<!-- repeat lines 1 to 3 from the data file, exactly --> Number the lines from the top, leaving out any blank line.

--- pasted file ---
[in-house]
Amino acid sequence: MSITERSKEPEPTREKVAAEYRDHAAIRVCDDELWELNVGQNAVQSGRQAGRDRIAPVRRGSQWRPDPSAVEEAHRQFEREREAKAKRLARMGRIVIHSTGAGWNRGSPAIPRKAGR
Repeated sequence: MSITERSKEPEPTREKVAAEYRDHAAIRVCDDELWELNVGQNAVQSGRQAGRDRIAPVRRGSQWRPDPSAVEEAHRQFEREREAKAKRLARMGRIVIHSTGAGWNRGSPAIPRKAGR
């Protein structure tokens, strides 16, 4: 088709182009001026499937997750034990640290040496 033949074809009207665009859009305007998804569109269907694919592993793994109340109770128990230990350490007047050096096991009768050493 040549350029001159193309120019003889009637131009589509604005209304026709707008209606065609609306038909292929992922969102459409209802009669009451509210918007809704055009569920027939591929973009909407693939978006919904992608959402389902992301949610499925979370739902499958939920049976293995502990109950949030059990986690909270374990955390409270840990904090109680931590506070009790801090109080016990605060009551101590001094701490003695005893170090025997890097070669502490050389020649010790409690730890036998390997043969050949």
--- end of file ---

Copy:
[in-house]
Amino acid sequence: MSITERSKEPEPTREKVAAEYRDHAAIRVCDDELWELNVGQNAVQSGRQAGRDRIAPVRRGSQWRPDPSAVEEAHRQFEREREAKAKRLARMGRIVIHSTGAGWNRGSPAIPRKAGR
Repeated sequence: MSITERSKEPEPTREKVAAEYRDHAAIRVCDDELWELNVGQNAVQSGRQAGRDRIAPVRRGSQWRPDPSAVEEAHRQFEREREAKAKRLARMGRIVIHSTGAGWNRGSPAIPRKAGR